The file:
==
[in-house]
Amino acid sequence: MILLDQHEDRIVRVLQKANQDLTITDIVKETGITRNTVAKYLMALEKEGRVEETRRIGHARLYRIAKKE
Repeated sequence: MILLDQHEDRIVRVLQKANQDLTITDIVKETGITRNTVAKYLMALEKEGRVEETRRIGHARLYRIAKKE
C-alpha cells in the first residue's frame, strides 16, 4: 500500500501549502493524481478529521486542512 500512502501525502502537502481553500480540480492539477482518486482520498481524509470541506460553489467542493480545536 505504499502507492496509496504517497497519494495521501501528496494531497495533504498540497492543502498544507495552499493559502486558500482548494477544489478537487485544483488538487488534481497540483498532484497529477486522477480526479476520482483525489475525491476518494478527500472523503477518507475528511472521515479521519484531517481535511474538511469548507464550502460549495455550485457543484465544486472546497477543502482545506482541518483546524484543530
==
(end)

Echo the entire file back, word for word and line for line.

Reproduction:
[in-house]
Amino acid sequence: MILLDQHEDRIVRVLQKANQDLTITDIVKETGITRNTVAKYLMALEKEGRVEETRRIGHARLYRIAKKE
Repeated sequence: MILLDQHEDRIVRVLQKANQDLTITDIVKETGITRNTVAKYLMALEKEGRVEETRRIGHARLYRIAKKE
C-alpha cells in the first residue's frame, strides 16, 4: 500500500501549502493524481478529521486542512 500512502501525502502537502481553500480540480492539477482518486482520498481524509470541506460553489467542493480545536 505504499502507492496509496504517497497519494495521501501528496494531497495533504498540497492543502498544507495552499493559502486558500482548494477544489478537487485544483488538487488534481497540483498532484497529477486522477480526479476520482483525489475525491476518494478527500472523503477518507475528511472521515479521519484531517481535511474538511469548507464550502460549495455550485457543484465544486472546497477543502482545506482541518483546524484543530